We are happy to announce that the International Federation of Reproduction Rights Organisations, the European Visual Artists, the European Federation of Journalists, the Federation of European Publishers and the European Writer’s Council are launching the #Content4Education campaign to promote a balanced copyright framework allowing reproductions of works in Education while remunerating creators.
Authors, including writers, literary translators, illustrators and journalists, together with teachers and publishers, unite to campaign for the sustainable delivery of quality, innovative, content for education.
The Content for Education campaign (see www.contentforeducation.org) was launched by organisations representing writers and literary translators, visual artists, journalists and publishers, together with the collective management organisations that authorise photocopying and digital reproduction and pass on the fees collected to authors and publishers.
The Content for Education campaign calls on European policymakers to future proof educational practices by not allowing for the unremunerated and unlimited copying of published content. For the sustainability of Europe’s innovative, diverse and local materials for education, it is vital that the “illustration for teaching” exception set out in Article 4 of the Copyright in the Digital Single Market (”DSM”) Directive is balanced:
- Allows Member States to keep their current well-functioning licensing systems
- Provides for remuneration for authors and publishers
- Limits the copying of publications to extracts of works
- Allows Member States to continue excluding text books from the exception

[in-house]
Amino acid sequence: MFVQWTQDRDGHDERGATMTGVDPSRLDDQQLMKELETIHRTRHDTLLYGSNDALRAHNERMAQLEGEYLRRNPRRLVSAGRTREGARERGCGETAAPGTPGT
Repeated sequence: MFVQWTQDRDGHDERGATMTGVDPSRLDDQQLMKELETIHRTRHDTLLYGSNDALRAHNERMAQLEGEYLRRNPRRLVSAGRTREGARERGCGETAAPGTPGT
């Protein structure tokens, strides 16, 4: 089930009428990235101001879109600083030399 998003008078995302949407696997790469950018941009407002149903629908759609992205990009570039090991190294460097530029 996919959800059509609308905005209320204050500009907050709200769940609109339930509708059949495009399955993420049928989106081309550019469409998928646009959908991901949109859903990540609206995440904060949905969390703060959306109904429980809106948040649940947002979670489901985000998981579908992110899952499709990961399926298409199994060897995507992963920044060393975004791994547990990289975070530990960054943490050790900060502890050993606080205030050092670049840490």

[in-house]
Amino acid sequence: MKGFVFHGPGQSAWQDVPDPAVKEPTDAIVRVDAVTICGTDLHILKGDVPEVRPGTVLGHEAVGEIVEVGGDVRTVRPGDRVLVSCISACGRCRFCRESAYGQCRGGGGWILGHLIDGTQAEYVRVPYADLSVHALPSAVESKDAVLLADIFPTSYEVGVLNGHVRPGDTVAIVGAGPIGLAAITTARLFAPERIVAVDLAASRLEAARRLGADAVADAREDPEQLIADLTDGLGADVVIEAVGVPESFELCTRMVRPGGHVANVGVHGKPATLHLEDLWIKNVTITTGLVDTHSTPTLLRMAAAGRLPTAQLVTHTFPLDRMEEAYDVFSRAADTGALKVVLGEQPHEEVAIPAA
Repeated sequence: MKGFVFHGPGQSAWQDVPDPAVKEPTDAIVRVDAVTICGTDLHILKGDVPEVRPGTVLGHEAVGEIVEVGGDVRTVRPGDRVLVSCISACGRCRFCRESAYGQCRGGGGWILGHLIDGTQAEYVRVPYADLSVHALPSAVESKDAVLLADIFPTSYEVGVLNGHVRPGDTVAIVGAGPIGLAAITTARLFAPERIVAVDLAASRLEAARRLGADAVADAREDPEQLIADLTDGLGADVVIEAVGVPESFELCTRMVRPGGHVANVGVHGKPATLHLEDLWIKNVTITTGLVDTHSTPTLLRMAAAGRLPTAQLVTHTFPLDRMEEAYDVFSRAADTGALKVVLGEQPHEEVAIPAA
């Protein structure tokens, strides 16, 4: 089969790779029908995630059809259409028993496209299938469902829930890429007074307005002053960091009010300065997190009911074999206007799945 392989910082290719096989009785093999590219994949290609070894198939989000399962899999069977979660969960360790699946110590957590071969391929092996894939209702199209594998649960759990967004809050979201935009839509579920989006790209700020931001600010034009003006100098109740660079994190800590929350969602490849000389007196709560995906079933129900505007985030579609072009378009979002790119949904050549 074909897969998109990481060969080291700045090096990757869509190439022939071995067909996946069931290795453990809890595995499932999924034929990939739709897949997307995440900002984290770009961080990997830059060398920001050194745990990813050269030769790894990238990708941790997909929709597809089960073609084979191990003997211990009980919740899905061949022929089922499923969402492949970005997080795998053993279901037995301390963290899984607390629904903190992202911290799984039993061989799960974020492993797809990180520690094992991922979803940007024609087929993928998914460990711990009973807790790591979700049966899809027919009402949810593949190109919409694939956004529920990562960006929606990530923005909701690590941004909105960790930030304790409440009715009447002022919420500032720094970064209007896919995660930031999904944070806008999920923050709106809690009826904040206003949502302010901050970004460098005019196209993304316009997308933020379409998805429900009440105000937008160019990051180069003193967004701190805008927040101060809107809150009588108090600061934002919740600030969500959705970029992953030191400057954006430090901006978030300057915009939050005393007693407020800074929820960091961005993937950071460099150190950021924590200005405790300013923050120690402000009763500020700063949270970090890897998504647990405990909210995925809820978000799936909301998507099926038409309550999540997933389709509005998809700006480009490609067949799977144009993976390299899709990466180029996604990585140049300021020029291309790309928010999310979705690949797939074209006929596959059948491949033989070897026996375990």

The Content for Education website raises awareness about the potentially negative impact of an unbalanced Article 4 on the creation and the quality of educational materials in Europe. While most EU Member States currently allow for remuneration for copies or uses of works made for educational purposes, the new proposal would mean that any given Member State could legally abolish this in the future. It is therefore important that licensing schemes which allow authors and publishers to be remunerated must be able to prevail and that where the exception applies, the law ensures that there is mandatory fair compensation for rightholders. This will ensure that educators can continue to rely on a rich variety of quality content reflecting different points of view, which is essential to democracy and freedom of expression.
The “illustration for teaching” exception, which could be further jeopardised by some proposed Parliamentary amendments, has far reaching consequences for the future European educational ecosystem, as it opens the door to extensive, unremunerated digital uses that will negatively impact the creation of new educational material. It is only fair that Member States are allowed to promote licensing schemes or in the absence of such schemes, the exception is limited to extracts and compensated for. The testimonials from authors, illustrators, journalists, teachers and publishers, which can be found on the website, illustrate the grave concerns they have about the impact of the proposal on education in the EU.
On behalf of the “Content for Education” campaign, IFRRO CEO Caroline Morgan said:
It is vital that the “illustration for teaching” exception is balanced. The clear message from the testimonials from authors, illustrators, journalists, teachers and publishers on the Content for Education website is that the sustainable delivery of quality, educational content must not be put at risk. There is currently a risk that Article 4 of the Copyright in the Digital Single Market Directive will lead to a lose-lose scenario, not only for authors and publishers, but for teachers, pupils and students across Europe who will be deprived of culturally diverse, innovative, quality content.”
If you are interested to learn more visit the official website: www.contentforeducation.org